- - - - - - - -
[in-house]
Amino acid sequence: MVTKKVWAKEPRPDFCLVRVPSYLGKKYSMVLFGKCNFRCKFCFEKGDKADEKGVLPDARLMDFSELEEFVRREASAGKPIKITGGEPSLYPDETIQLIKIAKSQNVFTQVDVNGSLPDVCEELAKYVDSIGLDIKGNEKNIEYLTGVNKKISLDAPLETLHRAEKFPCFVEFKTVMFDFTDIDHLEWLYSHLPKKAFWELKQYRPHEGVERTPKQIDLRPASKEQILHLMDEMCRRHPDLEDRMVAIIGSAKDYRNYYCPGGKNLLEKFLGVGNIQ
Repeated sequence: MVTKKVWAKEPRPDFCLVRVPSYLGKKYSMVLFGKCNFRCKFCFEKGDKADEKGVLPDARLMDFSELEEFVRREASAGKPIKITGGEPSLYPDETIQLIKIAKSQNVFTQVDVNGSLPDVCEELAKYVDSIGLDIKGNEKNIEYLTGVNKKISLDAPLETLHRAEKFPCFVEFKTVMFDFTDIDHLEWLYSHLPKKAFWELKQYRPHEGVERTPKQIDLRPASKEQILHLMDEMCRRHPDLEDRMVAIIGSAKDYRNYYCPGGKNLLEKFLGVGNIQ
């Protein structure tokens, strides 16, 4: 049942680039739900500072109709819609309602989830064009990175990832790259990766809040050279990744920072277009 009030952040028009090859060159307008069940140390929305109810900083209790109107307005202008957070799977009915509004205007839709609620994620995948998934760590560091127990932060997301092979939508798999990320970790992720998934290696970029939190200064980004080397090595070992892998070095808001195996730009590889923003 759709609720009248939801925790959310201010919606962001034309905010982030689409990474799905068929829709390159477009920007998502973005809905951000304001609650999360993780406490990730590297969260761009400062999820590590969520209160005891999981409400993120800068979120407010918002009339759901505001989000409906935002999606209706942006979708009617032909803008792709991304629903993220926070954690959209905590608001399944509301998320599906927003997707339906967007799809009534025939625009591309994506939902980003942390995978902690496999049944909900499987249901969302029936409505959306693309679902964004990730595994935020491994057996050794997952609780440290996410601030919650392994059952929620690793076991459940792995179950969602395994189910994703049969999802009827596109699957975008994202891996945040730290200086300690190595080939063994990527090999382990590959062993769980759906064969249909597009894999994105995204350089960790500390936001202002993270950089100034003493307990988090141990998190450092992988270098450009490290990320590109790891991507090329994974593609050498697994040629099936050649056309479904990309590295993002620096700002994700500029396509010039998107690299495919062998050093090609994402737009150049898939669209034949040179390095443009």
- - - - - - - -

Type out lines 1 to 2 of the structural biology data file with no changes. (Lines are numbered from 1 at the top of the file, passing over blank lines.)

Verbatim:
[in-house]
Amino acid sequence: MVTKKVWAKEPRPDFCLVRVPSYLGKKYSMVLFGKCNFRCKFCFEKGDKADEKGVLPDARLMDFSELEEFVRREASAGKPIKITGGEPSLYPDETIQLIKIAKSQNVFTQVDVNGSLPDVCEELAKYVDSIGLDIKGNEKNIEYLTGVNKKISLDAPLETLHRAEKFPCFVEFKTVMFDFTDIDHLEWLYSHLPKKAFWELKQYRPHEGVERTPKQIDLRPASKEQILHLMDEMCRRHPDLEDRMVAIIGSAKDYRNYYCPGGKNLLEKFLGVGNIQ